Planting Seeds: Future Conversations at Belville Community Garden Trust

Pam Candea, Facilitator and trainer, writes:

Future Conversations is a series of guided conversations to enable people to explore their hopes, fears and needs for the next 5-20 years. We will explore facts and feelings, and provide processes and information to grow the confidence and skills to shape the future positively.  The conversations at Belville were held over 3 months during Spring and Summer 2019.

I was delighted to find out there was a group near me who wanted to embark on Future Conversations.  Belville Community Garden Trust is based in Greenock.

From the Belville websiteResidents in the Belville area of Greenock campaigned for years to prevent an area of derelict land they live near becoming an unwelcoming place and eyesore despite the stunning location with views across the Clyde. They formed an action group to source funding in order to transform the derelict area, previously congested with high flats to turn it into a community garden.

The community’s vision became a reality in 2014 when the garden was built and they formed a registered charity to ensure the area and activities were sustainable in the long term. The garden is managed by a Trustee board made up of local people with a vested interest in the regeneration of the area.  Belville Community Garden is now a thriving and lively place with many local people visiting the area. Belville Community Garden coordinates local schools biodiversity and environmental projects including John Muir Awards, community arts and health projects as well as connecting similar third sector organisations across Inverclyde.

From the time I met Geri Sinclair, Volunteer Coordinator at Belville, at the January 2019 London facilitator training I knew that we could work well together and could help to create a cohesive FC group.

We started on a Wednesday afternoon in March – everyone was a bit uncertain about how it would go, including Geri and myself and another facilitator who had volunteered to help, Trisha Orr.  We met in the dining area of Belville’s large catering kitchen where the project’s chef creates tasty and nutritious meals using food from Fareshare.   The project also distributes fresh and frozen food from Fareshare to its community.

In a lively atmosphere where people from other projects walked through the area we were working in and sometimes stopped to chat, we worked through the first session.  

At the end of one session, under the smiley face request for feedback one person commented:  “It is good to hear people care.  I am used to people rolling their eyes everytime I open my mouth.  The conversation needs to be had, no matter how hard it is.” And another: “Getting to know and feel comfortable with all of the individuals in the group and the topic.”  Under the unhappy face:  “Concerned about what is happening in the world right now,” and “Would be nice to spend time outdoors in fresh air..”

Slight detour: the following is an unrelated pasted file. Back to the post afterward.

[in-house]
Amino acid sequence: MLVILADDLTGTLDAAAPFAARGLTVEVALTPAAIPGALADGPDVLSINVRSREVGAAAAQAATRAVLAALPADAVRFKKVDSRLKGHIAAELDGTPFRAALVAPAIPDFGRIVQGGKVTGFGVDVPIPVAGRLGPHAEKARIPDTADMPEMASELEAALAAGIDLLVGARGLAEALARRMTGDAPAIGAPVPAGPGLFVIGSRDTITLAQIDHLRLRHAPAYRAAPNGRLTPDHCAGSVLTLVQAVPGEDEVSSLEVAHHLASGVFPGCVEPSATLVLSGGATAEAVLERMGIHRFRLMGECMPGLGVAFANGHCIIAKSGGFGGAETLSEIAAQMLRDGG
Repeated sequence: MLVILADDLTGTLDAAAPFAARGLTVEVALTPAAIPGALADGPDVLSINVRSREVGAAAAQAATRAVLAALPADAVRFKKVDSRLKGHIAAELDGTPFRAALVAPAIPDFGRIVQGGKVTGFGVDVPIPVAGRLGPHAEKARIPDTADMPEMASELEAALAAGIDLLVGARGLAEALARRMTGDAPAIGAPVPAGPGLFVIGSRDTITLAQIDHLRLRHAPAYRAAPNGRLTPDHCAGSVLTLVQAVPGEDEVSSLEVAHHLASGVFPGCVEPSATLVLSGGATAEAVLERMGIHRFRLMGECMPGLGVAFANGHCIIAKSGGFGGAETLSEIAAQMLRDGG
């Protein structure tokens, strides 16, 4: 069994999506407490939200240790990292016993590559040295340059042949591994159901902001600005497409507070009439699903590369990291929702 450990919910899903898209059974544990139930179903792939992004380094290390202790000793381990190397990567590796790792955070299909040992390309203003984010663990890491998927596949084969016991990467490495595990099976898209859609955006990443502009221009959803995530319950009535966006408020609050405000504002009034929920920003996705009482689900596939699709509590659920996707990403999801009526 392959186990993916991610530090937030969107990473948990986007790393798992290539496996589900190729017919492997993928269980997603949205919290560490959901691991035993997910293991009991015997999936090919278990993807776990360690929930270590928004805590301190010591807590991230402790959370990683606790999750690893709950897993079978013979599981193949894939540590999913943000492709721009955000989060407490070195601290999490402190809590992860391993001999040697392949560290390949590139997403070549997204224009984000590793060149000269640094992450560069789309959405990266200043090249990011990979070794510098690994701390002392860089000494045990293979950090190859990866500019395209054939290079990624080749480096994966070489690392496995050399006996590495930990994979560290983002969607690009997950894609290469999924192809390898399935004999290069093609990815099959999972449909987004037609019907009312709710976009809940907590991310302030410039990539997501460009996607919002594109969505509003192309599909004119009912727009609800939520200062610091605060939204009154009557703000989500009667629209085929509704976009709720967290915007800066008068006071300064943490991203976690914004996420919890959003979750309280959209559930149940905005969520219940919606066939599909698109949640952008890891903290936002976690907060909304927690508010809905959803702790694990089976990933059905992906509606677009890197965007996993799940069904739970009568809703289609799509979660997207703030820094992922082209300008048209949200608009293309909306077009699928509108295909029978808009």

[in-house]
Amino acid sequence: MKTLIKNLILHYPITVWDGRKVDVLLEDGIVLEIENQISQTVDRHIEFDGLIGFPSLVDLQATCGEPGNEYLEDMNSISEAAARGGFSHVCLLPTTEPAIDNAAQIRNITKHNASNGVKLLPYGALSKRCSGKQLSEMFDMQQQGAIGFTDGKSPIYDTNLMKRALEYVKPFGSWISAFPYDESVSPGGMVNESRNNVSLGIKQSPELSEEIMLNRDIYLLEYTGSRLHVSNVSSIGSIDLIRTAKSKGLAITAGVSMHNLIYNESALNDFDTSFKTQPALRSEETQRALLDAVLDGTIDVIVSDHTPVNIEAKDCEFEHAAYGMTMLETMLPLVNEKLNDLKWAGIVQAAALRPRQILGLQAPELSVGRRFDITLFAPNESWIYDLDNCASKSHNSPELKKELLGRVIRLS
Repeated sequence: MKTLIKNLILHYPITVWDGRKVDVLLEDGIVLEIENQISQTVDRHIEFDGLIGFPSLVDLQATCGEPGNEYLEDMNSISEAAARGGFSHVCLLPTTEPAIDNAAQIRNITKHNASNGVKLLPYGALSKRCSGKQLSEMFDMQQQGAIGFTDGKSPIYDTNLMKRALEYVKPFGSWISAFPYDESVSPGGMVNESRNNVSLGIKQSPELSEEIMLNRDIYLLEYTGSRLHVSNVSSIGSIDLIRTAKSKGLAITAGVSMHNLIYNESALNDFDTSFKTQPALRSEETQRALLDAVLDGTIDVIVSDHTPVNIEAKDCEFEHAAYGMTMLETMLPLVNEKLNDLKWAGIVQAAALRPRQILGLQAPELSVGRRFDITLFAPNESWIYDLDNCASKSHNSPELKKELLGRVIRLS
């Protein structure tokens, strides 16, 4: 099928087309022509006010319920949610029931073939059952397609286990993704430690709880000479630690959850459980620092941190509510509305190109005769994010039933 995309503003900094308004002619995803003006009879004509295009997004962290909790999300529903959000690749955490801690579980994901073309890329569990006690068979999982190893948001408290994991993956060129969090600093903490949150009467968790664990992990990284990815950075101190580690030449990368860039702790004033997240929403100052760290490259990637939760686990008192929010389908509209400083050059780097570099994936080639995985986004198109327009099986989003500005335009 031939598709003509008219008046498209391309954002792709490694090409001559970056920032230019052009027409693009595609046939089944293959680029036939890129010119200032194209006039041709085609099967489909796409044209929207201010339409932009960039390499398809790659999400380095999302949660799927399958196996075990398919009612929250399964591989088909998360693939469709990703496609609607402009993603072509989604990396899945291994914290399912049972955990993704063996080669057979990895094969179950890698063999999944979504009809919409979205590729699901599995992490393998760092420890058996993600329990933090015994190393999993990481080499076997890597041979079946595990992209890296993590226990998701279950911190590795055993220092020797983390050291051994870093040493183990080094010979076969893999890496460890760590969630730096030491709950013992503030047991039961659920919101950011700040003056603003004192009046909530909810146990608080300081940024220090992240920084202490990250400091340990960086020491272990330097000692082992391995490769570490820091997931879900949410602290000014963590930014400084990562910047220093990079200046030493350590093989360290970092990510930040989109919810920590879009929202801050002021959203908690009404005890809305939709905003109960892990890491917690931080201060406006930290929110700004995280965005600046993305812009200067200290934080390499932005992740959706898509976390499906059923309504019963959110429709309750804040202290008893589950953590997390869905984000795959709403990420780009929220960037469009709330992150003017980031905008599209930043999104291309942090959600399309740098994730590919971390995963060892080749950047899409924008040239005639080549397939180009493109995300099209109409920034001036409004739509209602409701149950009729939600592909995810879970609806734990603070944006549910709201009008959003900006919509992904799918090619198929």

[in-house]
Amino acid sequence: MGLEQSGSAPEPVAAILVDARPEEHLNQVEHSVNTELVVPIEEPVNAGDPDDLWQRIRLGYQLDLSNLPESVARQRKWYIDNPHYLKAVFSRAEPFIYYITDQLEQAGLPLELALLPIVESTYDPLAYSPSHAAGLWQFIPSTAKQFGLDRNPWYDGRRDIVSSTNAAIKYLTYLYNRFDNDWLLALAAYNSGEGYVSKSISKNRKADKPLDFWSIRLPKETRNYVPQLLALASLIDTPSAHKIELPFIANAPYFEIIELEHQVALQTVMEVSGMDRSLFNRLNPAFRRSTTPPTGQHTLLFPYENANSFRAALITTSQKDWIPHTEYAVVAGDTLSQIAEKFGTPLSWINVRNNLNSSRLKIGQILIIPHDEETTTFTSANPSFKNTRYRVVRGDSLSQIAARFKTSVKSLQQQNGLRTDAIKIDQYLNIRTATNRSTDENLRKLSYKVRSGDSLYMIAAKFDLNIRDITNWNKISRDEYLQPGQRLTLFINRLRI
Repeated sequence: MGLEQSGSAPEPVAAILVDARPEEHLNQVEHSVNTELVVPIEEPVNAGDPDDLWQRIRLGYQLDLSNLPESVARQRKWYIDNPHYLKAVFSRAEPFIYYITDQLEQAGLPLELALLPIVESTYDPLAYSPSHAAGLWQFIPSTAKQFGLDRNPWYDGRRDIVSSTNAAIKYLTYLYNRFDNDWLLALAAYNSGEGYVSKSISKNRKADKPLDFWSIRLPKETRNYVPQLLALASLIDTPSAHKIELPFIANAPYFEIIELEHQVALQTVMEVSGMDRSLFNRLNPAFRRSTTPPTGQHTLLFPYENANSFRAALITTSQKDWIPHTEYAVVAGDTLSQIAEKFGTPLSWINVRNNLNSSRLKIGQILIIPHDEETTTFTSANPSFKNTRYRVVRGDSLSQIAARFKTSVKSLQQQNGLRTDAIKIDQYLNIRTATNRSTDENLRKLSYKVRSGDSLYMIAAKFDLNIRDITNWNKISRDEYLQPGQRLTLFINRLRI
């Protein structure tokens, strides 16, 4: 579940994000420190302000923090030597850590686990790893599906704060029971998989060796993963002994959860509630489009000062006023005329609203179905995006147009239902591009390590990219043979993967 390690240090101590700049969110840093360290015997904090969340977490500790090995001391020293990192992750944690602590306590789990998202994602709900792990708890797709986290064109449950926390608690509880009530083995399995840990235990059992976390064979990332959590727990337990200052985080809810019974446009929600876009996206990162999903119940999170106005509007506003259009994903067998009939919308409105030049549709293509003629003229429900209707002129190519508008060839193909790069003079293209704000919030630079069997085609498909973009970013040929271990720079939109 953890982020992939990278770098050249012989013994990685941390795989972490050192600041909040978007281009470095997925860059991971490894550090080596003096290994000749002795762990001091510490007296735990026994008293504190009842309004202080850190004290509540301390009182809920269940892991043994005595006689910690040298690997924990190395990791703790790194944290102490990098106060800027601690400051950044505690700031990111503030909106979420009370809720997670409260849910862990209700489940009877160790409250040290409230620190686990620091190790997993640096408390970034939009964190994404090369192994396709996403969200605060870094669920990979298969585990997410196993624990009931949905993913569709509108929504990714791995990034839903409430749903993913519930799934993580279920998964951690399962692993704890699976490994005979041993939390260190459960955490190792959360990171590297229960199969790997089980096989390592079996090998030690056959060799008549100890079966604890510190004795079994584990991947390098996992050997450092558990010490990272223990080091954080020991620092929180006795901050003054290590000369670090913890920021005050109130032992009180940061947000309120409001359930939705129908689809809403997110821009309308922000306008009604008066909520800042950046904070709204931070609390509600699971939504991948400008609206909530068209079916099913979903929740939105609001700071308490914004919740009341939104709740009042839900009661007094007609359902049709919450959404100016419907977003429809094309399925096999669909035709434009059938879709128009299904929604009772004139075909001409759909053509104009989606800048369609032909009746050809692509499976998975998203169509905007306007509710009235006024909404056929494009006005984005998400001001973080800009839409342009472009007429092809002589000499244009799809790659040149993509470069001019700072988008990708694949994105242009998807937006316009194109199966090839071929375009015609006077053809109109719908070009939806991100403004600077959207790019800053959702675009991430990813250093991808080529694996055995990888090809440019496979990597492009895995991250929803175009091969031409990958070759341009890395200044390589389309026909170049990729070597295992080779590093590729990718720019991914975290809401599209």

We did indeed spend time outdoors in almost every subsequent session, taking advantage of the space at Belville to 

  • have a slow silent walk at least twice, 
  • visit the raised beds and butterfly gardens, 
  • just stop and look at the amazing view to the hills across the Clyde, 
  • reflect on how a tree’s structure can be used to investigate our own well-being, and 
  • see some fox cubs playing in the sunshine!  

We also spent time outdoors for paired and group discussions and in setting up a planter for this group to experiment with their big idea arising from the Future Conversations sessions:  grow vegetables especially for making soup, providing a soup kit to people to go home and make their own soup from fresh locally grown ingredients. The group hope to further develop this idea to provide veg boxes in the next year and to hold gardening training sessions with intergenerational groups.

The group loved the idea of the Joanna Macy Work That Reconnects spiral (which Trisha drew beautifully as a ‘blown’ dandelion), and spent some time reminiscing about dandelion memories and embraced the steps in the process.  In the honouring our pain section of the spiral, people said they felt able to express their fears for the future whilst at the same time being supported and buoyed up by the others in their group of three.

We had an amazing synergistic feedback session after Joanna Macy’s “over the hedge” exercise where participants envision the future and report back.  The reporting back yielded overlapping visions, with people starting their feedback with “My story builds on yours by ….” 

We also had time to create a collage of ideas about what community means and what Belville could look like in the near future.  

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